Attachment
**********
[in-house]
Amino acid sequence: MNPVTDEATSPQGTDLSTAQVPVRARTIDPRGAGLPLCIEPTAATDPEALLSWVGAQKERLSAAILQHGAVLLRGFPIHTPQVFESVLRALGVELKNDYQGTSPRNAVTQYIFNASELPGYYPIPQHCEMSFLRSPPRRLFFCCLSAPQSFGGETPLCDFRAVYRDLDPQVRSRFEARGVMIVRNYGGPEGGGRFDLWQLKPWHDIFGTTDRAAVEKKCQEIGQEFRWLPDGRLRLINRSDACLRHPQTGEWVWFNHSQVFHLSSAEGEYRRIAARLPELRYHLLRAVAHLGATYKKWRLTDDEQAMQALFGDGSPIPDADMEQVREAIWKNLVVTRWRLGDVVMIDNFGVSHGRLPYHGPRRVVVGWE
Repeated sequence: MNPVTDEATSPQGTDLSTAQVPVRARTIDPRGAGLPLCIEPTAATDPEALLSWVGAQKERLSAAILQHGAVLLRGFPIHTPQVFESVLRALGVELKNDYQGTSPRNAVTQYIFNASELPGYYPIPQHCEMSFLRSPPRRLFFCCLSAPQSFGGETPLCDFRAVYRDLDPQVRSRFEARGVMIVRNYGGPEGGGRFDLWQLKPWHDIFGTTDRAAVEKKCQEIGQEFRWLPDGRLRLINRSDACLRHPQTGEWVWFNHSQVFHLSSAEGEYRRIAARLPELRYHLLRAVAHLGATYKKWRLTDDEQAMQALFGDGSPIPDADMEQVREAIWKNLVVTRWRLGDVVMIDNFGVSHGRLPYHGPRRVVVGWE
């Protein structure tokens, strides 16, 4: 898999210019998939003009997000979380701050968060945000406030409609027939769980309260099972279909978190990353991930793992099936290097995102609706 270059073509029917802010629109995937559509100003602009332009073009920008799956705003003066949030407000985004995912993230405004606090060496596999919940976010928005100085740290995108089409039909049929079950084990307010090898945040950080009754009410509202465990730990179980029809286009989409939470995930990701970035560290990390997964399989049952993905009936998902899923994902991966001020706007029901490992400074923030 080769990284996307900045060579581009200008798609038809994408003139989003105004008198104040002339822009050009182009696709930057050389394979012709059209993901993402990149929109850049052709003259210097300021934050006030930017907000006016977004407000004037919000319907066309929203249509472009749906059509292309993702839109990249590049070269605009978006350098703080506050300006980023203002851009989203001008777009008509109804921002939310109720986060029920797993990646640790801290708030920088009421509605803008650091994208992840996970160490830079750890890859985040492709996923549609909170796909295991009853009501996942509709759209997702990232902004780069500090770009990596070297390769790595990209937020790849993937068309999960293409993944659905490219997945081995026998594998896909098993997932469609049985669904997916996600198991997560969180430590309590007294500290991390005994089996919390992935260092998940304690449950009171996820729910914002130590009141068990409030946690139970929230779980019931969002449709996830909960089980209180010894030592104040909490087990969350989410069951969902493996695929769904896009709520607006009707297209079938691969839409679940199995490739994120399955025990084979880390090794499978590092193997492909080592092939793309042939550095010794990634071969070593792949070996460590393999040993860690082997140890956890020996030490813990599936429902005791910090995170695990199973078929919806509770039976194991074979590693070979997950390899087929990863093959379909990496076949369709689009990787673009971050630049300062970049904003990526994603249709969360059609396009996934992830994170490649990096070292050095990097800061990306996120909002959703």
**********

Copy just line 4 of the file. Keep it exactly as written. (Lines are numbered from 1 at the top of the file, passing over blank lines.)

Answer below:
């Protein structure tokens, strides 16, 4: 898999210019998939003009997000979380701050968060945000406030409609027939769980309260099972279909978190990353991930793992099936290097995102609706 270059073509029917802010629109995937559509100003602009332009073009920008799956705003003066949030407000985004995912993230405004606090060496596999919940976010928005100085740290995108089409039909049929079950084990307010090898945040950080009754009410509202465990730990179980029809286009989409939470995930990701970035560290990390997964399989049952993905009936998902899923994902991966001020706007029901490992400074923030 080769990284996307900045060579581009200008798609038809994408003139989003105004008198104040002339822009050009182009696709930057050389394979012709059209993901993402990149929109850049052709003259210097300021934050006030930017907000006016977004407000004037919000319907066309929203249509472009749906059509292309993702839109990249590049070269605009978006350098703080506050300006980023203002851009989203001008777009008509109804921002939310109720986060029920797993990646640790801290708030920088009421509605803008650091994208992840996970160490830079750890890859985040492709996923549609909170796909295991009853009501996942509709759209997702990232902004780069500090770009990596070297390769790595990209937020790849993937068309999960293409993944659905490219997945081995026998594998896909098993997932469609049985669904997916996600198991997560969180430590309590007294500290991390005994089996919390992935260092998940304690449950009171996820729910914002130590009141068990409030946690139970929230779980019931969002449709996830909960089980209180010894030592104040909490087990969350989410069951969902493996695929769904896009709520607006009707297209079938691969839409679940199995490739994120399955025990084979880390090794499978590092193997492909080592092939793309042939550095010794990634071969070593792949070996460590393999040993860690082997140890956890020996030490813990599936429902005791910090995170695990199973078929919806509770039976194991074979590693070979997950390899087929990863093959379909990496076949369709689009990787673009971050630049300062970049904003990526994603249709969360059609396009996934992830994170490649990096070292050095990097800061990306996120909002959703």